A couple weeks ago I attended a small fundraising event called Wordstock, benefiting a spoken-word troupe of sorts. A small theatre company. Well, actually, I’m not sure that’s right either. I mean even according to their own website they can’t define what they do. And by “they” I mean one person. Unless there are others with him.

Anyway – the evening was a small fundraiser at someone’s home, and included a silent auction and performances. It felt like part party, part fundraiser, part performance and part kegger.

Yes, kegger. The “fundraising” included a suggested donation at the door, which entitled the donor to a red plastic cup and access to the keg in the kitchen. This was something I haven’t done in years.

After an hour or so of small talk and perusing the numerous (and some very nice, others…not so) items up for the silent auction the crowd was corralled to one side of the living room to allow for a small “stage” complete with its own entrance out of the kitchen. Our host and emcee (and benefactee) greeted us all and introduced the various acts.

This was certainly the highlight of the evening. I had come primarily because my very good friend and collaborator was doing a ten minute story she’d written, which I’d recently read and discussed with her. It was a true story, but one that I don’t think I’d ever heard (which was surprising given how long we’ve known each other.) There were some intriguing, funny and touching elements to it. There was also some fiction, but only in a person’s name so as to not…well, to be fair, I suppose. No one really needs one’s dirty laundry aired publicly, even if only to a group of strangers in a suburban apartment living room.

She’s a very talented actress, but hasn’t been on stage in a few years and this was nothing like what she’d done before. I wanted to see how she did, and I wanted to give her support. I also felt compelled to go to simply be supportive of the host and the other performers.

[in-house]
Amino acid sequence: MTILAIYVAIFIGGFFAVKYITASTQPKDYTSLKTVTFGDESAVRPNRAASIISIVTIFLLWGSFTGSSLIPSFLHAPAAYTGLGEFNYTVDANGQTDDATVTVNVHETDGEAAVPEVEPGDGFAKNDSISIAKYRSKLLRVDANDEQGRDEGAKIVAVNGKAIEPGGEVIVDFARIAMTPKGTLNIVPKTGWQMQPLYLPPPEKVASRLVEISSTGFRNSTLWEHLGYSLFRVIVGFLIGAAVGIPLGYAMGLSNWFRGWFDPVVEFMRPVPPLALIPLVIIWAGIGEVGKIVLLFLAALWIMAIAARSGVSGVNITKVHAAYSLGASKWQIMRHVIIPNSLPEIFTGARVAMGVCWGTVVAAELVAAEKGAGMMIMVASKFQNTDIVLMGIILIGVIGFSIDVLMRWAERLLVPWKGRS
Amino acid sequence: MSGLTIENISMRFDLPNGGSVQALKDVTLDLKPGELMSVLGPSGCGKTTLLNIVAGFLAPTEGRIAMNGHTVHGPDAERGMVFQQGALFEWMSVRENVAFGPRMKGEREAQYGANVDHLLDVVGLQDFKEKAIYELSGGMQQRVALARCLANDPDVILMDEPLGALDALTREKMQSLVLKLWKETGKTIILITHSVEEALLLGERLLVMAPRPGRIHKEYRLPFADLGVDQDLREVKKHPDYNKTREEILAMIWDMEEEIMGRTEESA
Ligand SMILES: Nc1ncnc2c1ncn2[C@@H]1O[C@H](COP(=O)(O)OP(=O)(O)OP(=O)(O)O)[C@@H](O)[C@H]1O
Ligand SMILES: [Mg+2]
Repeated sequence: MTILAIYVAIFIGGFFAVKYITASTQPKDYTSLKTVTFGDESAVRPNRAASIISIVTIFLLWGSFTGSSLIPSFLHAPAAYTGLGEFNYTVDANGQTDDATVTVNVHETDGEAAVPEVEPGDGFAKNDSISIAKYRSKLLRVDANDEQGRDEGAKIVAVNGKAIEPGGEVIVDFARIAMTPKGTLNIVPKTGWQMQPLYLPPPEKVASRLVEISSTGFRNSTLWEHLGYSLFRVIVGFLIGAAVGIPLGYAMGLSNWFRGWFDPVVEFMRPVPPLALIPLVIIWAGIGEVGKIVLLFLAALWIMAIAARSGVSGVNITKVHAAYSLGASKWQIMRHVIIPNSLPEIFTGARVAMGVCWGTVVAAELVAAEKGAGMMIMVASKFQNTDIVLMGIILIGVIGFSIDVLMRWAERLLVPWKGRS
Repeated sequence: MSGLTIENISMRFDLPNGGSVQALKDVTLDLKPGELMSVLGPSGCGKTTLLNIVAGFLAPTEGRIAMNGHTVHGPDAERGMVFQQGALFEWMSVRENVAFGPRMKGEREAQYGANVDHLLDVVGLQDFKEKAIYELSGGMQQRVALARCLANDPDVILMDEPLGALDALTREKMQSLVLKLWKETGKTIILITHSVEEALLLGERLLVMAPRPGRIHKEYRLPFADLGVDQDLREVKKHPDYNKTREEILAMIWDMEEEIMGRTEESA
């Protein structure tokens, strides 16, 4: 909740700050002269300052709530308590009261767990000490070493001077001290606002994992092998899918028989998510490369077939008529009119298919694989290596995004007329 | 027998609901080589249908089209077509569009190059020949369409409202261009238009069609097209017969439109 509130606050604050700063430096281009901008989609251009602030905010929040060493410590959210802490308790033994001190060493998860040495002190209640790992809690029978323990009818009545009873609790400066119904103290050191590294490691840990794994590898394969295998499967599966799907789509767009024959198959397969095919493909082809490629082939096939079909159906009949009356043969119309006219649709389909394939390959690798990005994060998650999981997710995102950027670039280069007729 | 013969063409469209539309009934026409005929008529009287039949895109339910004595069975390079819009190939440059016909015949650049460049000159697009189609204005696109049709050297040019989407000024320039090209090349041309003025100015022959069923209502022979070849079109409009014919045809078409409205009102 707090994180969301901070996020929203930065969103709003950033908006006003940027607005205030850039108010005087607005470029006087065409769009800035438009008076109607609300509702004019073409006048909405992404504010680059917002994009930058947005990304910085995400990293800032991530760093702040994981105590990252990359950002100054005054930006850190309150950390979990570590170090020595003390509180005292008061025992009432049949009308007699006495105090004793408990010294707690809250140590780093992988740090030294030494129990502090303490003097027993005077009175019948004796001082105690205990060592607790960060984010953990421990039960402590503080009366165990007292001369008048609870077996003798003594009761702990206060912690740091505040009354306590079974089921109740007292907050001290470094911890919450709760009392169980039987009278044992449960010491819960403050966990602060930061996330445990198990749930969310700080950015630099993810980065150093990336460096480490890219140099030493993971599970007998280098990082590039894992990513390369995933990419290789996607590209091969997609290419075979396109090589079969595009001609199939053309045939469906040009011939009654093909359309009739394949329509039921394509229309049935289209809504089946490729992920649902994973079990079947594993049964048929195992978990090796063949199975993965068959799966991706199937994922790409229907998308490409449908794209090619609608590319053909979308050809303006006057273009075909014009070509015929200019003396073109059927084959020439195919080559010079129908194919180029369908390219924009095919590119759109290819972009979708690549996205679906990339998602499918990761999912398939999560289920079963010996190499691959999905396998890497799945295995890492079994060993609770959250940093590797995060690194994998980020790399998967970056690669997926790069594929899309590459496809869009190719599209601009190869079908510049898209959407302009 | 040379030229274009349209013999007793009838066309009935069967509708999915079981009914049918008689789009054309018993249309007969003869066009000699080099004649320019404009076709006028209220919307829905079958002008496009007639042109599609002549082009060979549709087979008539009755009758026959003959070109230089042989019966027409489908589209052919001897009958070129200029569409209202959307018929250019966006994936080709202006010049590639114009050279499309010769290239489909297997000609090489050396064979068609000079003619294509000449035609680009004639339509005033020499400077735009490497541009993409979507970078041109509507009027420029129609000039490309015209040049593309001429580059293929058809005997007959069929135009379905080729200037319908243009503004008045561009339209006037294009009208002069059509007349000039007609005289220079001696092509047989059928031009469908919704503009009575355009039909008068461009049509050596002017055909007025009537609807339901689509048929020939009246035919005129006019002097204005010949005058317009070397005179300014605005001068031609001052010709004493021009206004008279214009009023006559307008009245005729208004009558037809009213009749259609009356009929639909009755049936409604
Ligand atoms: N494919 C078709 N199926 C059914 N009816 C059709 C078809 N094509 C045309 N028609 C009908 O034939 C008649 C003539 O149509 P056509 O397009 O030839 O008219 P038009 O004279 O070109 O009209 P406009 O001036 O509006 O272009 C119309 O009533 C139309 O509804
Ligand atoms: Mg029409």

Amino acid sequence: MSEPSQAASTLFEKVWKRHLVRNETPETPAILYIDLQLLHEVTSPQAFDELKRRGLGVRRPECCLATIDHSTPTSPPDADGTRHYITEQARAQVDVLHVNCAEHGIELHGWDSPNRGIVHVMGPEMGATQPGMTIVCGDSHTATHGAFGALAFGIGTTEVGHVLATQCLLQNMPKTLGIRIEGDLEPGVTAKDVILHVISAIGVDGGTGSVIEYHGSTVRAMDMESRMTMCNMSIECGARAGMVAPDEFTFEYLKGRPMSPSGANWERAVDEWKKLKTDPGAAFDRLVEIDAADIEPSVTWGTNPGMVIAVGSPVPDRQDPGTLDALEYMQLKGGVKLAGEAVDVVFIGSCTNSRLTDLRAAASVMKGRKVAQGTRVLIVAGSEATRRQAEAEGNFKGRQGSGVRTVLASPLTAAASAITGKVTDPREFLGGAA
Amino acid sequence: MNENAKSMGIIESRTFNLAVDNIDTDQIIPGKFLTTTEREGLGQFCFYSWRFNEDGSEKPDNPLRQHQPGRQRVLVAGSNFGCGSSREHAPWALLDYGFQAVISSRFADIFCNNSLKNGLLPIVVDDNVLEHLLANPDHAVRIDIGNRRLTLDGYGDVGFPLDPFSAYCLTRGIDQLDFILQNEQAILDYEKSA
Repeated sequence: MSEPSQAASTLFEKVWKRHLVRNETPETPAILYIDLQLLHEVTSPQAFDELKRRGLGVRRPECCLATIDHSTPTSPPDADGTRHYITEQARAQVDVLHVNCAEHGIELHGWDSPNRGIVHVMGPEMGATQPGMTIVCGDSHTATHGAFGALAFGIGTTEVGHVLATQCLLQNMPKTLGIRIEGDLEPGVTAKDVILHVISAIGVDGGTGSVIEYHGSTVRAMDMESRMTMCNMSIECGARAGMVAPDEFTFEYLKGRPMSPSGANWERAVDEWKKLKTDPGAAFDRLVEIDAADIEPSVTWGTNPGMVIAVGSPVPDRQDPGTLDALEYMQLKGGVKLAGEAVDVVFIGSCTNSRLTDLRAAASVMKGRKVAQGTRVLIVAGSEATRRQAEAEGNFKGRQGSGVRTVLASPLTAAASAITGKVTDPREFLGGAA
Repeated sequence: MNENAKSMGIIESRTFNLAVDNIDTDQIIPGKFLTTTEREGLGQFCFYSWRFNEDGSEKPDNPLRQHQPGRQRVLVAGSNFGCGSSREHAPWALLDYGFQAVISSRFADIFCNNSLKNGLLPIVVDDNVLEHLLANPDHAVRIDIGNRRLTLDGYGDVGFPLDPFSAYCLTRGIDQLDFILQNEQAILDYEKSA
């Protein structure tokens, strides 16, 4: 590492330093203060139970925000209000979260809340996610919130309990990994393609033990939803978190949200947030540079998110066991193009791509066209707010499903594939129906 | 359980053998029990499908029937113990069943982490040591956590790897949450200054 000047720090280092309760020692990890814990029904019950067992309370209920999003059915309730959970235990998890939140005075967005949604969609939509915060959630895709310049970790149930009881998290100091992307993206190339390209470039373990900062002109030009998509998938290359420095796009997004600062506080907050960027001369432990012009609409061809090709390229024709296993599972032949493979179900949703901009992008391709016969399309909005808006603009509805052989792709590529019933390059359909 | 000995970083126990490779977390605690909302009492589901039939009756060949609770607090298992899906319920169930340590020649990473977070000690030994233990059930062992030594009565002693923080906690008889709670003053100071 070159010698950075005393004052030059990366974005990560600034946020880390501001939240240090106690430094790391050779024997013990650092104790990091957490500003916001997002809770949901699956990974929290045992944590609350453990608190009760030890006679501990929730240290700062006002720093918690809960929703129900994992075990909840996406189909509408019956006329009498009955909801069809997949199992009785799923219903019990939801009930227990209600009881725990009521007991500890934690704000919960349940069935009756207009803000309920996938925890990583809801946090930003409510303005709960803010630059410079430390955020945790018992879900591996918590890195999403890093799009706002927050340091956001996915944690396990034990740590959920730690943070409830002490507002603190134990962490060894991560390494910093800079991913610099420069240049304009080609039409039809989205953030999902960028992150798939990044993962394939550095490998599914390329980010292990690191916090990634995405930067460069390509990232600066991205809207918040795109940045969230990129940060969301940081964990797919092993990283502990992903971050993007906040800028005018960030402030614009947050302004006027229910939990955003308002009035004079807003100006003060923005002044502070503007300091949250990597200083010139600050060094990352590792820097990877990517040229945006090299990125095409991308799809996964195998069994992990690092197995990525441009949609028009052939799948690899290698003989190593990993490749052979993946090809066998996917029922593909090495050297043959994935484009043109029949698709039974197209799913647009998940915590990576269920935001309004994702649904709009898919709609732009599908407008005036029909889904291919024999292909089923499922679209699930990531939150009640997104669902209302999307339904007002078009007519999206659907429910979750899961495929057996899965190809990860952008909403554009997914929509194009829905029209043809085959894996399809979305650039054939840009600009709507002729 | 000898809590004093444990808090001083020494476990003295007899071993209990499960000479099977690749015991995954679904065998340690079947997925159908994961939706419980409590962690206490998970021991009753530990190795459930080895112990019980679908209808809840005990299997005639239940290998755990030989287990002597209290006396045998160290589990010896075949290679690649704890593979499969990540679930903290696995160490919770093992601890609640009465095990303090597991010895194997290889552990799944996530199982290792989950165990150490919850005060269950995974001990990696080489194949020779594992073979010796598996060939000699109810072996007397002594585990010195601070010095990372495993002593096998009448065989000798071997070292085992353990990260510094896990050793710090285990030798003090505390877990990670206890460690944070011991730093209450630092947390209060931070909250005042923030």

She did well, and the friendly audience loved her and wants to see more. I know she was a bit nervous but she remained charming and engaging throughout, and I hope she continues to write more pieces. Despite having the challenge of following a master story teller in the lineup of the evening, she held her own and shined.

I found it all inspirational. I think story telling, particularly when it’s non-fictional, biographical memoir, (as a number of the pieces were that evening) can be very engaging, and I suspect challenging to write. Or, to write well. Only during the Minnesota Fringe Festival do I ever really see and experience story telling.

This is where all things may converge for me. The 2010 festival starts this week, and unlike last year, I’m not involved as anything other than a ticket buyer. I wonder if there’s an experience to happen, a story to tell, of this year’s fringe. I’m wondering if I shouldn’t write about the shows I see, not as a critic (which I’ve said I wouldn’t do here) but rather as a person in a social setting. Not about the plays themselves but about the festival, the experience, the sites, the people, the smells, the sounds, the energy and the exhaustion.

I may or may not post any of it, either during or after the Fringe.  And I will likely change the names to protect the innocent (or not-so-innocent,) just as my friend did. It’s only fair. So, if we cross paths at the Fringe, you’re still safe.


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